Aging makes a bunch of collateral strikes that one doesn’t expect. That’s assuming you already know that spider veins and age spots are going to decorate your body and those darned skin tags are going to show up in extremely irritating places. (Or maybe it’s just me who gets them underneath my bra elastic.)
Why do ears and noses continue to grow even as hearing and sense of smell decline?
Feet? When I was in college, I wore a size 6. Are my feet growing, too, or have my arches sunk 2 1/2 sizes?
Even as some parts are balding, let’s not even talk about inappropriate hairs that crop up in other places. Last week when we were preparing to drive back to Charlotte, Dearly Beloved pointed to his nose and asked, “Do you want me to tweeze these white nose hairs or would you rather I leave them so you’ll have something to obsess about on the trip home?”
I voted for the pluck. (But thanks for asking.)
No, in the ever-changing period between maturity and over-ripening, I was referring to the noises we find ourselves emitting. It’s hard to know where to start…! I’m not speaking of gas, although more than one friend has confessed how irritating it is to have spent all those years telling their children it is rude to break wind, only to have grandchildren now whispering that Grandma “let one.”
I wonder if T. Boone Pickens is looking into harnessing this. He’s already thinking “natural gas” to run cars. I can see it now. . . a world where senior citizens and 9-year-old boys fuel the country’s transportation needs.
No, I was speaking of noises within my own house. For sometime now, DB and I have realized that we’ve developed some decidedly annoying habits. By the time he pointed mine out to me, it was full-blown and hard to break: I grunt.
I grunt when I sit down and when I stand up. I grunt when I reach for the car door or when I bend over to retrieve something. Not just a soft sigh kind of grunt, either. If you heard Venus Williams in a tie-breaker at Wimbleton and me as I was reaching in the back of a lower cabinet looking for a pot lid, you’d be hard pressed to guess which one of us was exerting the most effort.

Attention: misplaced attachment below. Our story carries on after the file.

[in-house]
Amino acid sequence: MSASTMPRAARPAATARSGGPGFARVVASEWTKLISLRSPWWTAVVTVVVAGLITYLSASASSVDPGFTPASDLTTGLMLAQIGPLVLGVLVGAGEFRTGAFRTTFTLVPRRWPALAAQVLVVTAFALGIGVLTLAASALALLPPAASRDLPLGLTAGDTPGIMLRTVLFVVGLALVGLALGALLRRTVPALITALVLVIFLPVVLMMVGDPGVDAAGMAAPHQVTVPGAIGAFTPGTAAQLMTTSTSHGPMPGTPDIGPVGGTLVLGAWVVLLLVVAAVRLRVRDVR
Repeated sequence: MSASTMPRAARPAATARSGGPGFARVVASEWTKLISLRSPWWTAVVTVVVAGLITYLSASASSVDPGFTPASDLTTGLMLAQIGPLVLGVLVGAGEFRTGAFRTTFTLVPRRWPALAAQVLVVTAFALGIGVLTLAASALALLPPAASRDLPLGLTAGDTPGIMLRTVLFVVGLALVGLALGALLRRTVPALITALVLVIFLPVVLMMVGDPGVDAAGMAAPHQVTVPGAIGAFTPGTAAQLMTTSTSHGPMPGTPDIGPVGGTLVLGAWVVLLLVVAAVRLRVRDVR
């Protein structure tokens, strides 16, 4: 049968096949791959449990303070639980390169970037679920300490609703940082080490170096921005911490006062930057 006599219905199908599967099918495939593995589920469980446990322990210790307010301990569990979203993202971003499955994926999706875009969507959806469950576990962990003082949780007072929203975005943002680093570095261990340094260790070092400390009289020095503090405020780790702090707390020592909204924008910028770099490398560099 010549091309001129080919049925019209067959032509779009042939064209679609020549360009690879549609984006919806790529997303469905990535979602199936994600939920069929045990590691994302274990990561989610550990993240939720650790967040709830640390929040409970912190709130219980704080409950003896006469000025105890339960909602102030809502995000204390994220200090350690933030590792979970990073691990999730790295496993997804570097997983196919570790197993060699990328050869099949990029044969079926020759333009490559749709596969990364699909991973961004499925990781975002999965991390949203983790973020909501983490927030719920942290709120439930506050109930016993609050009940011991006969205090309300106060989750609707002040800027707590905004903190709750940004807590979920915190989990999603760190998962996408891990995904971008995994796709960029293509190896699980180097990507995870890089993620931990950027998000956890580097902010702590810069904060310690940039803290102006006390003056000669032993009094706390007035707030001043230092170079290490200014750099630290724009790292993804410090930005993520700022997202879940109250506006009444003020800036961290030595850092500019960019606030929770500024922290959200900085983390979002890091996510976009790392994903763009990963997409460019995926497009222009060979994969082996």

DB, on the other hand, is a yawner. In his case. . . well, remember the Dr. Seuss character named Von Vleck, who “is yawning so wide you can look down his neck”? What do you want to know about the view beyond DB’s tonsils? His yawns are not silent; there is a deep breath intake, followed by a lion-worthy roar. Since he is Mr. Proper, it is quite out of character for him to yawn so widely that it exceeds the span of covering hand.
To add to the audio, we have Miss Piggy, the snorter, still trolling the kitchen floor. The sounds would be appropriate on a truffle hunt, perhaps, but are way over-the-top for the Crumb Police. If we toss cereal out for the birds, she will spend hours making sure she finds every single one.
She makes that sound when she has an itch too. With what we spend each month on flea control, we should be spared the neght-neght-neght-neght-neght as she burrows into various parts of her body on a scavenger hunt for itch-causers.
Picture this bedroom scene because I promise it’s the truth: DB is asleep, having dozed off watching a baseball game and I am reading a book. Miss Piggy is soundly asleep in the den at the other end of the house. When I turn off the tv and the light and am just beginning to fall asleep, however, here she comes, clicking down the hall to the bedroom. She climbs into her dog bed and begins the annoying neght-neght-neght hygiene ritual.
I might WELCOME the sound of a buzzing fly or cricket at that point. I can’t yell at her to stop so I climb out of bed and stand over her to whisper ferociously, “STOP THAT!” She will cease and desist immediately, sometimes moving into snoring mode before I barely have time to get re-settled in the bed.
What would Mother Goose have thought of all this noise?
Mr. Lee had a habit, you see. . .
he would yawn and open so wide
That a little bird, in a movement absurd,
built a tiny nest inside.
Mistress Mary, sounding quite scary,
emitted groans and grunts of grand scale
The noises were heard by the small yellow bird
Which thought they came from a whale.
Miss Piggy, the dog in the corner,
so convincingly snorted and sniffed as she’d root
Folks thought her to be the Muppet herself,
Hiding in a cocker spaniel suit.
The Lee household sounded so exotic
As they yawned, grunted, groaned, and roared,
Imagine their surprise when the notice arrived:
A Zoo violation, warned the zoning board.
P.S. Happy Birthday, Son-O-Mine!